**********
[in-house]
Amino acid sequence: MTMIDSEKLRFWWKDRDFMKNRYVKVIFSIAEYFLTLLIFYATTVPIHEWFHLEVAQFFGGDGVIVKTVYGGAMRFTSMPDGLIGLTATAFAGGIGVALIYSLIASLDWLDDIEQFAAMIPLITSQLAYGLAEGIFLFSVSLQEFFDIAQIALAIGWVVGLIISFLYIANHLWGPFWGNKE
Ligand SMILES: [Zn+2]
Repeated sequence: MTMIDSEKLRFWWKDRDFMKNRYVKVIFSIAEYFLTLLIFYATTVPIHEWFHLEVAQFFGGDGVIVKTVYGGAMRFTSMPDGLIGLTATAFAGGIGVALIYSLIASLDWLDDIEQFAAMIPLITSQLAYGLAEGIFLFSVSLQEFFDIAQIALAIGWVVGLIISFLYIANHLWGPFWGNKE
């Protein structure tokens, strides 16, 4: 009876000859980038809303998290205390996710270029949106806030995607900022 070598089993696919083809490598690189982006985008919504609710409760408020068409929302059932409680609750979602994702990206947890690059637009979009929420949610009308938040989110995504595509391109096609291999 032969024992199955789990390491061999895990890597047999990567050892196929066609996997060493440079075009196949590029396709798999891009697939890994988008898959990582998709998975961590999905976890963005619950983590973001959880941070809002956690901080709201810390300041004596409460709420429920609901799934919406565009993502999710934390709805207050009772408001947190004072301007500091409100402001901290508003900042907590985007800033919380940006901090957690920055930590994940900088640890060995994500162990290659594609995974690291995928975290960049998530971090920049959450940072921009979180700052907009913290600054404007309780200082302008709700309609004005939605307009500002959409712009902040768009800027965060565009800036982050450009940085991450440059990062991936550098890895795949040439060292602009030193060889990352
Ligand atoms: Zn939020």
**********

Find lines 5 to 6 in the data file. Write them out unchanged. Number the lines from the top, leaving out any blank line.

């Protein structure tokens, strides 16, 4: 009876000859980038809303998290205390996710270029949106806030995607900022 070598089993696919083809490598690189982006985008919504609710409760408020068409929302059932409680609750979602994702990206947890690059637009979009929420949610009308938040989110995504595509391109096609291999 032969024992199955789990390491061999895990890597047999990567050892196929066609996997060493440079075009196949590029396709798999891009697939890994988008898959990582998709998975961590999905976890963005619950983590973001959880941070809002956690901080709201810390300041004596409460709420429920609901799934919406565009993502999710934390709805207050009772408001947190004072301007500091409100402001901290508003900042907590985007800033919380940006901090957690920055930590994940900088640890060995994500162990290659594609995974690291995928975290960049998530971090920049959450940072921009979180700052907009913290600054404007309780200082302008709700309609004005939605307009500002959409712009902040768009800027965060565009800036982050450009940085991450440059990062991936550098890895795949040439060292602009030193060889990352
Ligand atoms: Zn939020």